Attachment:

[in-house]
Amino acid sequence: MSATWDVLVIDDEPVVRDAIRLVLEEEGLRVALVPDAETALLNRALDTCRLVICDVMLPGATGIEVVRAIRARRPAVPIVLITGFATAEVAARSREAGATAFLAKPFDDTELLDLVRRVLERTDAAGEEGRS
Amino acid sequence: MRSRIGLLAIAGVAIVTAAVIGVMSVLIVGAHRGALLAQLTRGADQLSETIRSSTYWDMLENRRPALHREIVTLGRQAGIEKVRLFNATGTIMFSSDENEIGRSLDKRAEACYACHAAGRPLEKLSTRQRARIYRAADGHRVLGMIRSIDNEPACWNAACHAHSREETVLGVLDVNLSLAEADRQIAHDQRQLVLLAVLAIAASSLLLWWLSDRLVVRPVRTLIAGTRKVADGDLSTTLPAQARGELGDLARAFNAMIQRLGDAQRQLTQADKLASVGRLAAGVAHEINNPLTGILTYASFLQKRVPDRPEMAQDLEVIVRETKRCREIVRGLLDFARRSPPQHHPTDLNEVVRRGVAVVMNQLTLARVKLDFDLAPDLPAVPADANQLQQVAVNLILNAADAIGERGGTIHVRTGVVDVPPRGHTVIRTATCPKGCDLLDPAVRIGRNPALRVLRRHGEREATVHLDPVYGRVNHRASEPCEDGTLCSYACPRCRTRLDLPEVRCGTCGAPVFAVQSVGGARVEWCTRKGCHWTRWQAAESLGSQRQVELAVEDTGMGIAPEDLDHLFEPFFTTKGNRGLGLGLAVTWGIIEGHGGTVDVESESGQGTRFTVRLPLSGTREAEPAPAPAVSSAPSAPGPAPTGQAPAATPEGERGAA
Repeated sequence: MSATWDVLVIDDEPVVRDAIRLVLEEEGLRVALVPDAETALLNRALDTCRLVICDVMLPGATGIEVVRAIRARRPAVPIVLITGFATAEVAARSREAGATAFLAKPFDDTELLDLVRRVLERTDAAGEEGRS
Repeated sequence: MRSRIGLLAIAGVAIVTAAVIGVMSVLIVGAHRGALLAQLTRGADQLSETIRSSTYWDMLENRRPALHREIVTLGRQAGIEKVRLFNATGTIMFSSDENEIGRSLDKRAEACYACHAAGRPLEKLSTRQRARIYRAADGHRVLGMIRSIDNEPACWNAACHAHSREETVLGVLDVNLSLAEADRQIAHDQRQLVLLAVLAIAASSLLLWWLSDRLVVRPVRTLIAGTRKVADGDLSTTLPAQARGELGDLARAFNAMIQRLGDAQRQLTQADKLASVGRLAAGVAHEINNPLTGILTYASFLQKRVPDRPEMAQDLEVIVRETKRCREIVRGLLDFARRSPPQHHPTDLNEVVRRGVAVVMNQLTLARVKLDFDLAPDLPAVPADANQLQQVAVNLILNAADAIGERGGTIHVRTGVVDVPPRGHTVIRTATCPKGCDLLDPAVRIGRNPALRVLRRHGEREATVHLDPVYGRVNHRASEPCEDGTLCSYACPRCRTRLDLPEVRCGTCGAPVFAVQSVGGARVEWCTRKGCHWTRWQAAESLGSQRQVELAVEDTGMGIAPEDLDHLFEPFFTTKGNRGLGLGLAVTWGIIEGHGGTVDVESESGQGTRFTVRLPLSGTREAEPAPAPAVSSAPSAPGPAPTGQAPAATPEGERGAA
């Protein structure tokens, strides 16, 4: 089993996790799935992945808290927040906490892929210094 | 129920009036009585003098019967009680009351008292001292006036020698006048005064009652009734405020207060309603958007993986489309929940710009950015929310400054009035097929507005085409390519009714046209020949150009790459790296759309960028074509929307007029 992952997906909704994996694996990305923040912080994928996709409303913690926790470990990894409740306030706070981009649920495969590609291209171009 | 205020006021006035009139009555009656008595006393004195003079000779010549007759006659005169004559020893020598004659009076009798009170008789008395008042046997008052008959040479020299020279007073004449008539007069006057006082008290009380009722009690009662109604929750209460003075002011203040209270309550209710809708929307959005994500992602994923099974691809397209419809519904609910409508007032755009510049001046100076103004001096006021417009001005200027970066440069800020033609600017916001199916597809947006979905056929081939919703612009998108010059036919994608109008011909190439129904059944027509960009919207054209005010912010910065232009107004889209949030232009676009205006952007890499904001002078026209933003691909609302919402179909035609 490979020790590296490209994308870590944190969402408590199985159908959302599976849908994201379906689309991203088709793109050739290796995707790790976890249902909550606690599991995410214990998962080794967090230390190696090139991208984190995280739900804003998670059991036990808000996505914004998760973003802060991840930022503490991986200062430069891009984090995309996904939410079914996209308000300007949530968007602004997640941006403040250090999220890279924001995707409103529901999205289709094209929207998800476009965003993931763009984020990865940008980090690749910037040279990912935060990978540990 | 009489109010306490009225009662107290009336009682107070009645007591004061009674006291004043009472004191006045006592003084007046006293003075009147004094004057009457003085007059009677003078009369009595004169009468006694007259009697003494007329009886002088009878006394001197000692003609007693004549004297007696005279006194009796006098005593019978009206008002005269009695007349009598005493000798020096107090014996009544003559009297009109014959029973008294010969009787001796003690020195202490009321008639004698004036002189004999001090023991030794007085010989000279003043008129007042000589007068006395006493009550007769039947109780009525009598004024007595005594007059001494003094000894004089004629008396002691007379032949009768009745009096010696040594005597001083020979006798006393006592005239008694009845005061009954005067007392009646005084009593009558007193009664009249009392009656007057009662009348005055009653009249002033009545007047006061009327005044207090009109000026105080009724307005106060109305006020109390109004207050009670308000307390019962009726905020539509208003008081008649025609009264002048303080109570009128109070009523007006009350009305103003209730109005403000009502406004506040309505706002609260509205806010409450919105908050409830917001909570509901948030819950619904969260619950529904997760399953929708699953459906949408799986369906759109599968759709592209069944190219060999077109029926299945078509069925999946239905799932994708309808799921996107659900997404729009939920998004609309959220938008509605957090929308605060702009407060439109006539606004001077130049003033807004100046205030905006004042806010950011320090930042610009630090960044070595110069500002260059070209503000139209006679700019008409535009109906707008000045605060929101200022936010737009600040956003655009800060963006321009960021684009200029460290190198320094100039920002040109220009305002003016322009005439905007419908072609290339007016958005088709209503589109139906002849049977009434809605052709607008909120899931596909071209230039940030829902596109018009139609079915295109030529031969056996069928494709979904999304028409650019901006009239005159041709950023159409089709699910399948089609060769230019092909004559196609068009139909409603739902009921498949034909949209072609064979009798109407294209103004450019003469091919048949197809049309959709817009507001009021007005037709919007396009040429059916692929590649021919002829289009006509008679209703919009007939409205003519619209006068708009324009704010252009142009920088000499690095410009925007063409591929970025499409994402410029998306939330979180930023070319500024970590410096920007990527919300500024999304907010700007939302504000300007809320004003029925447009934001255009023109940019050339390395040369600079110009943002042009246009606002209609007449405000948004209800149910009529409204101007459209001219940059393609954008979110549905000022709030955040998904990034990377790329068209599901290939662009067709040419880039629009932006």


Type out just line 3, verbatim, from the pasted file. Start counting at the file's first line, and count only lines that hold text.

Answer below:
Amino acid sequence: MRSRIGLLAIAGVAIVTAAVIGVMSVLIVGAHRGALLAQLTRGADQLSETIRSSTYWDMLENRRPALHREIVTLGRQAGIEKVRLFNATGTIMFSSDENEIGRSLDKRAEACYACHAAGRPLEKLSTRQRARIYRAADGHRVLGMIRSIDNEPACWNAACHAHSREETVLGVLDVNLSLAEADRQIAHDQRQLVLLAVLAIAASSLLLWWLSDRLVVRPVRTLIAGTRKVADGDLSTTLPAQARGELGDLARAFNAMIQRLGDAQRQLTQADKLASVGRLAAGVAHEINNPLTGILTYASFLQKRVPDRPEMAQDLEVIVRETKRCREIVRGLLDFARRSPPQHHPTDLNEVVRRGVAVVMNQLTLARVKLDFDLAPDLPAVPADANQLQQVAVNLILNAADAIGERGGTIHVRTGVVDVPPRGHTVIRTATCPKGCDLLDPAVRIGRNPALRVLRRHGEREATVHLDPVYGRVNHRASEPCEDGTLCSYACPRCRTRLDLPEVRCGTCGAPVFAVQSVGGARVEWCTRKGCHWTRWQAAESLGSQRQVELAVEDTGMGIAPEDLDHLFEPFFTTKGNRGLGLGLAVTWGIIEGHGGTVDVESESGQGTRFTVRLPLSGTREAEPAPAPAVSSAPSAPGPAPTGQAPAATPEGERGAA